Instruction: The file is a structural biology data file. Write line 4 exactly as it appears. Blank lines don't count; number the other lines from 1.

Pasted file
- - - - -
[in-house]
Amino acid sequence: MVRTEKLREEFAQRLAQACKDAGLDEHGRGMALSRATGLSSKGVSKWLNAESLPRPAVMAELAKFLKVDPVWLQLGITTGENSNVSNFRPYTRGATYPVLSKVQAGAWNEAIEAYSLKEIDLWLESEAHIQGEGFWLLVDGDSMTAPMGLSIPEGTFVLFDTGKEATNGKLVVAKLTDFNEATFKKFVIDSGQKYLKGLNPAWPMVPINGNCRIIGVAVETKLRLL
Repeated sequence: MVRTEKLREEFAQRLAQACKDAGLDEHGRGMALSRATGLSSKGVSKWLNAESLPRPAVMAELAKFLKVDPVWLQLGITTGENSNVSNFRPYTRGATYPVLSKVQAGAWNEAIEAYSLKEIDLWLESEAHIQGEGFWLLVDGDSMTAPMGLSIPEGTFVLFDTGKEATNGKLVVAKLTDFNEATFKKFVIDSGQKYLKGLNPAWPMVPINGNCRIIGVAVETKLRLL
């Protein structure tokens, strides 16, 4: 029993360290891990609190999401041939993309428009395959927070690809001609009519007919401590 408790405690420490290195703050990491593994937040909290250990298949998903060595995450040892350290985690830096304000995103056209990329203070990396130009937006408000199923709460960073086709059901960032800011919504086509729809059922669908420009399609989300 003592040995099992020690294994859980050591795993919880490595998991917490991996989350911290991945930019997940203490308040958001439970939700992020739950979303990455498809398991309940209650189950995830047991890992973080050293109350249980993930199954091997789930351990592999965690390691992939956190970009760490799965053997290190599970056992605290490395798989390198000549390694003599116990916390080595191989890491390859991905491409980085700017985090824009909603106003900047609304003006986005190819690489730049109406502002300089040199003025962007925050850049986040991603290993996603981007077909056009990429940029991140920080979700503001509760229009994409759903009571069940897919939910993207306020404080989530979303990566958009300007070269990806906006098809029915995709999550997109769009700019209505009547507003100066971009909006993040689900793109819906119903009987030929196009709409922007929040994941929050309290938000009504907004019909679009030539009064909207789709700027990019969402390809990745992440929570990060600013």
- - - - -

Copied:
């Protein structure tokens, strides 16, 4: 029993360290891990609190999401041939993309428009395959927070690809001609009519007919401590 408790405690420490290195703050990491593994937040909290250990298949998903060595995450040892350290985690830096304000995103056209990329203070990396130009937006408000199923709460960073086709059901960032800011919504086509729809059922669908420009399609989300 003592040995099992020690294994859980050591795993919880490595998991917490991996989350911290991945930019997940203490308040958001439970939700992020739950979303990455498809398991309940209650189950995830047991890992973080050293109350249980993930199954091997789930351990592999965690390691992939956190970009760490799965053997290190599970056992605290490395798989390198000549390694003599116990916390080595191989890491390859991905491409980085700017985090824009909603106003900047609304003006986005190819690489730049109406502002300089040199003025962007925050850049986040991603290993996603981007077909056009990429940029991140920080979700503001509760229009994409759903009571069940897919939910993207306020404080989530979303990566958009300007070269990806906006098809029915995709999550997109769009700019209505009547507003100066971009909006993040689900793109819906119903009987030929196009709409922007929040994941929050309290938000009504907004019909679009030539009064909207789709700027990019969402390809990745992440929570990060600013």